The creation and dissolution of empires has been a constant feature of human history from ancient times through the present day, especially if one passes from a historical to a theoretical definition of empire as an open expanding global frontier. Establishing new identities and new power relationships to coincide with changing political boundaries and cultural reaches, empires also destroyed and/or irrevocably altered social structures and the material culture on which those social structures were partly based. The political activities of empires—both formal and informal to use Doyle’s definition—find their material reflection in the creation of new art forms and the reevaluation of old art forms which often involved the movement of objects from periphery to center (and vice versa) and promoted the formation of new collections. New mentalities and new social relationships were represented by those collections but they were (and are) also fostered through them.
In recent decades such issues surrounding objects and empire have become important components of our understanding of British colonialism, and to a lesser extent of anthropological approaches to colonial studies more broadly conceived. Concurrent with these developments, comparative studies of the political forms of empires have also appeared, though the baseline for such comparisons is invariably the Roman Empire, from whose imperium we derive our word, but which is ill-suited to describe post-WW-II hegemonies or even Asian historical examples. This conference seeks to cast a wider net temporally, spatially and conceptually by exploring the impact of the expansion and contraction of empires on collecting, collections, and collateral phenomena such as cultural exchange in a selection of the greatest empires the world has known from Han China to Hellenistic Greece to Aztec Mexico to the Third Reich without privileging particular political models and always with an eye to how these historical situations invite comparisons not only with each other but also with contemporary imperial tendencies.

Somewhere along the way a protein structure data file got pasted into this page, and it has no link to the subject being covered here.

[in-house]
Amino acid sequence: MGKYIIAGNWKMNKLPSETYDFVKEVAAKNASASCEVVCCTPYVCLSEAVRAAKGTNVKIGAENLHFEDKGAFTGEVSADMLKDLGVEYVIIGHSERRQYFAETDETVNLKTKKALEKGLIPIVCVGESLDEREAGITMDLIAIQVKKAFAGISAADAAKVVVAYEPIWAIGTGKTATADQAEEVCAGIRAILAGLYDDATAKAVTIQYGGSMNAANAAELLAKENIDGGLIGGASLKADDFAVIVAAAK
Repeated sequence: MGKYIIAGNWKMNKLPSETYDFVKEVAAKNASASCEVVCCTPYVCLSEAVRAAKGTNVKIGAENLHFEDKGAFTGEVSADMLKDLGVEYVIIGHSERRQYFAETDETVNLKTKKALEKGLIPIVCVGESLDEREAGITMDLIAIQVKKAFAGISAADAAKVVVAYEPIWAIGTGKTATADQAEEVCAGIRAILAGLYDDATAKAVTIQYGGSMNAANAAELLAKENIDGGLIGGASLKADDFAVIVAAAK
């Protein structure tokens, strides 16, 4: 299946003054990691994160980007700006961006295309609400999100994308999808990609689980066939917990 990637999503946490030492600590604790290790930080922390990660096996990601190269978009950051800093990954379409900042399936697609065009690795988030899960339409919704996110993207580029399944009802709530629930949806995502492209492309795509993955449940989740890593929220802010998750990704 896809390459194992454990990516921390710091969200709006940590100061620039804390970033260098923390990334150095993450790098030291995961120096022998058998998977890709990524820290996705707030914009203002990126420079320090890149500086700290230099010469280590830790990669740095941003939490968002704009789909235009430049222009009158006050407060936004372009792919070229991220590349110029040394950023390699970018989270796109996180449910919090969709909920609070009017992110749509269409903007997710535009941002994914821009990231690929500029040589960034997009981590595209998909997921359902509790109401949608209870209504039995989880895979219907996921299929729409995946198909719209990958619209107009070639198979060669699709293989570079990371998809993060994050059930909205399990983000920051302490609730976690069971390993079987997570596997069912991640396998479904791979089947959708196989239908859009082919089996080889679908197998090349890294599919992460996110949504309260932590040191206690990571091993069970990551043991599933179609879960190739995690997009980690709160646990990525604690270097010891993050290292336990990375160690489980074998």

While some scholars would argue that the term empire no longer applies to today’s global and transnational environment, others have redefined ‘empire’ in terms of contemporary capitalism and a developing post-modern global order. Exclusively based on political and economic concerns (including identity politics) and for the most part distressingly Eurocentric, these analyses of empire or its evolution into something else yet to be defined, also neglect the impact of material culture, even though material culture studies have made great strides in recent decades by addressing issues of the migration of objects and people for both political and non-political reasons. Therefore by investigating empires and imperialism in a comparative manner through the lens of collecting practices, museum archetypes and museums proper, it is hoped that this conference workshop will help shape our understanding of what is indeed imperial about our own approach to material culture.
Contribution to Scholarship: While individual empires have been studied extensively, it is only in recent decades that they have been examined from comparative political, social and cultural perspectives. It is also only recently that scholarship in history of collecting and anthropology has begun to address the role imperial expansion on collecting and museums in reference to European and particularly British colonialism. Still there is very little written on the history of collecting from any perspective outside of the European tradition or from before the Renaissance. This conference would—for the first time—approach the subject of collecting and empires from a global and inclusive comparative perspective, from which it is hoped that significant conclusions may be drawn about the social, cultural and political impact of collecting and display across the centuries and down to present times.
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